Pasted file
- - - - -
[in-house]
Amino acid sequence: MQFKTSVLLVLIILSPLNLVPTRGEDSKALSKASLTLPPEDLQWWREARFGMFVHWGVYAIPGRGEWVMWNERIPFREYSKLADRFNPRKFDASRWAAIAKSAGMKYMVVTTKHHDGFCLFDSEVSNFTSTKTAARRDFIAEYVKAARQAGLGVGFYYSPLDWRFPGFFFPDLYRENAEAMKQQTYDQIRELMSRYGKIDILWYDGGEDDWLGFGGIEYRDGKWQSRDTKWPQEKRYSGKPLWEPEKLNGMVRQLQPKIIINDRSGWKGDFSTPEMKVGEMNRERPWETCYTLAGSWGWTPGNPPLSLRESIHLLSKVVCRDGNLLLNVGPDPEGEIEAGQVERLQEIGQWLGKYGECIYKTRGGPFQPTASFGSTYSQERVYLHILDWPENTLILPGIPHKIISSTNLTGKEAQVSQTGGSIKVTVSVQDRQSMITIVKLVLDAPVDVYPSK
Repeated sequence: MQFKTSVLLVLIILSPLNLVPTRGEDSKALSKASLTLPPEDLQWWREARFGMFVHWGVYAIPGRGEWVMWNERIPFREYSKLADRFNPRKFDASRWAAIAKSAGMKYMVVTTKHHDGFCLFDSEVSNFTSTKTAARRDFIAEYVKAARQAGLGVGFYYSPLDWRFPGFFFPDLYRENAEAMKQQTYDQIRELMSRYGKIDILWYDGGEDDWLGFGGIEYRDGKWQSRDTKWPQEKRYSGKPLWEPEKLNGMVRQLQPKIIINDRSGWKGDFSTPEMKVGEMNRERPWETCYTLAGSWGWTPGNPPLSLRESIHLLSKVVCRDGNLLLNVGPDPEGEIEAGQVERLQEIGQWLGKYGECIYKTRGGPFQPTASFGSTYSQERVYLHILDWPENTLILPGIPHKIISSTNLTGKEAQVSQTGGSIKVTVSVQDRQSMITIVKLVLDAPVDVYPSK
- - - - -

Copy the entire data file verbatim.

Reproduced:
[in-house]
Amino acid sequence: MQFKTSVLLVLIILSPLNLVPTRGEDSKALSKASLTLPPEDLQWWREARFGMFVHWGVYAIPGRGEWVMWNERIPFREYSKLADRFNPRKFDASRWAAIAKSAGMKYMVVTTKHHDGFCLFDSEVSNFTSTKTAARRDFIAEYVKAARQAGLGVGFYYSPLDWRFPGFFFPDLYRENAEAMKQQTYDQIRELMSRYGKIDILWYDGGEDDWLGFGGIEYRDGKWQSRDTKWPQEKRYSGKPLWEPEKLNGMVRQLQPKIIINDRSGWKGDFSTPEMKVGEMNRERPWETCYTLAGSWGWTPGNPPLSLRESIHLLSKVVCRDGNLLLNVGPDPEGEIEAGQVERLQEIGQWLGKYGECIYKTRGGPFQPTASFGSTYSQERVYLHILDWPENTLILPGIPHKIISSTNLTGKEAQVSQTGGSIKVTVSVQDRQSMITIVKLVLDAPVDVYPSK
Repeated sequence: MQFKTSVLLVLIILSPLNLVPTRGEDSKALSKASLTLPPEDLQWWREARFGMFVHWGVYAIPGRGEWVMWNERIPFREYSKLADRFNPRKFDASRWAAIAKSAGMKYMVVTTKHHDGFCLFDSEVSNFTSTKTAARRDFIAEYVKAARQAGLGVGFYYSPLDWRFPGFFFPDLYRENAEAMKQQTYDQIRELMSRYGKIDILWYDGGEDDWLGFGGIEYRDGKWQSRDTKWPQEKRYSGKPLWEPEKLNGMVRQLQPKIIINDRSGWKGDFSTPEMKVGEMNRERPWETCYTLAGSWGWTPGNPPLSLRESIHLLSKVVCRDGNLLLNVGPDPEGEIEAGQVERLQEIGQWLGKYGECIYKTRGGPFQPTASFGSTYSQERVYLHILDWPENTLILPGIPHKIISSTNLTGKEAQVSQTGGSIKVTVSVQDRQSMITIVKLVLDAPVDVYPSK